There is a scene in the film White Mischief where a permanently-sozzled character Alice de Janze played by Sarah Miles, makes her way to the window on a grand morning and looks out across the African plains, takes in the endless heat and staring at what lies before her, groans and says something along the lines of “Oh God, not another bloody beautiful day.”
And that’s a lot of how we all feel now. Surrounded by weather we would have died for in winter and spring; now having weather what we could potentially die in if we venture out.
I watched a cloud the other evening. Spotted it as it crept over the blue sky and hovered menacingly on the horizon, just out of eyeshot, as if it was one of those aircraft circling an airport awaiting permission to land. It grew darker and darker, one of those clouds you knew just contained buckets of rain. To bring solace to the dry ground, to add moisture to those crisping leaves. And I willed it to do its worst, to hang overhead and lash down, to soak me witih its shower, to do anything to add to the monotony of the endless dry days.
Days which when they happen are normally accompanied by the noise of activity, of sport, of life, of community, of unrestrained engagement with one another.
Now every day reminds me of those endless summer sundays of childhood, when once a round of long Mass, roast meat with marrowfat peas, and a dessert of ice cream and jelly would act as precursor to the summer sounds of Micheal O’Hehir and the drama from some football ground around the country. Now, with the vast amount of choice we have, those summer Sundays of yore seem like borefests from some sort of teenage purgatory, but there was a pureness about them that we thought would never be replicated.
But now they have. Back then when there were few cafes and pubs open on Sundays, there was little to do but see it through until Glenroe ended and the delights of Monday morning came around. Nobody could ever have predicted that life could be brought to such a standstill again. But it has. And we have no choice but to see it through. To fill our days with tasks and regularity that get us through each one; and to fill our mind with short term goals to bring us from week to week.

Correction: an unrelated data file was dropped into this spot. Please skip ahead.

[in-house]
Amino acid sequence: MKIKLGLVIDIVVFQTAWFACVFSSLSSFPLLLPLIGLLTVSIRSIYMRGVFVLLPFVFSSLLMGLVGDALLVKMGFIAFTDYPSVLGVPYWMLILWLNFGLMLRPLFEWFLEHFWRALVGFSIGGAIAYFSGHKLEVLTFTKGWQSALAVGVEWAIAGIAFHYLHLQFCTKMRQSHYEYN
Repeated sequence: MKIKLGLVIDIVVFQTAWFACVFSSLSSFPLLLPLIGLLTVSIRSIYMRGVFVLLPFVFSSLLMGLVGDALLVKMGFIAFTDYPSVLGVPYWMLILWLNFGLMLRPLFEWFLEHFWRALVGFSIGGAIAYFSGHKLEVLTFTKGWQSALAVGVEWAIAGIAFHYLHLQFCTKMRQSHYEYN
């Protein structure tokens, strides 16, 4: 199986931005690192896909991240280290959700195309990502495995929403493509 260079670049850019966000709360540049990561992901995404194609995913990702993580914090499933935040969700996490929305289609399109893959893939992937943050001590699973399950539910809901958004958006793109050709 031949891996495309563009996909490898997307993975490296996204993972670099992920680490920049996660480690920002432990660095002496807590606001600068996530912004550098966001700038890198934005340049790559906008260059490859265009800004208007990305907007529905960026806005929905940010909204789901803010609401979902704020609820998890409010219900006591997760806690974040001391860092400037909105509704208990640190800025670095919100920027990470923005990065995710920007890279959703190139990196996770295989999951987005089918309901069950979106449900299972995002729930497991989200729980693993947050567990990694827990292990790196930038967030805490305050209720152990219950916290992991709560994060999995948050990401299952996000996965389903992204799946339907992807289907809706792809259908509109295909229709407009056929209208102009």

It certainly would help if the weather was not as enticing outside, as the temperatures test the endurance of even the strongest spirits, but then the fine conditions bring their own health and activity benefits.
Never has a bank holiday been greeted with such an absence of anticipation. As if the weekends weren’t long and uneventful enough, they have to go and add a bit to it. And there is another in a few weeks. All calendar reminders akin to a trip to the shop without the ability to buy anything.
Nobody knows exactly what will be announced tomorrow afternoon, but it seems that any change will be minimal. Rather than having a new deadline set every few weeks, why not show us a roadway back to semi-normality. To set certain targets and to see if these relaxations will result in a sufficient amount of responsible behaviour to allow other restrictions to be lifted.
We have all been fantastic in the way that we have approached this. Let your mind’s unrest be tempered somewhat by the knowledge that it is a common feeling and that staying in right now is perhaps the greatest civic gift we will give our community in our lifetime.
Life as we know it now will end in a short while, and we will once again soak ourselves in the juice of the long-missed fruit. Let us now put the good work we have done to waste by risking it all now. Be sensible and responsible everyone. And I’ll see you next week, seven days nearer the end of this all.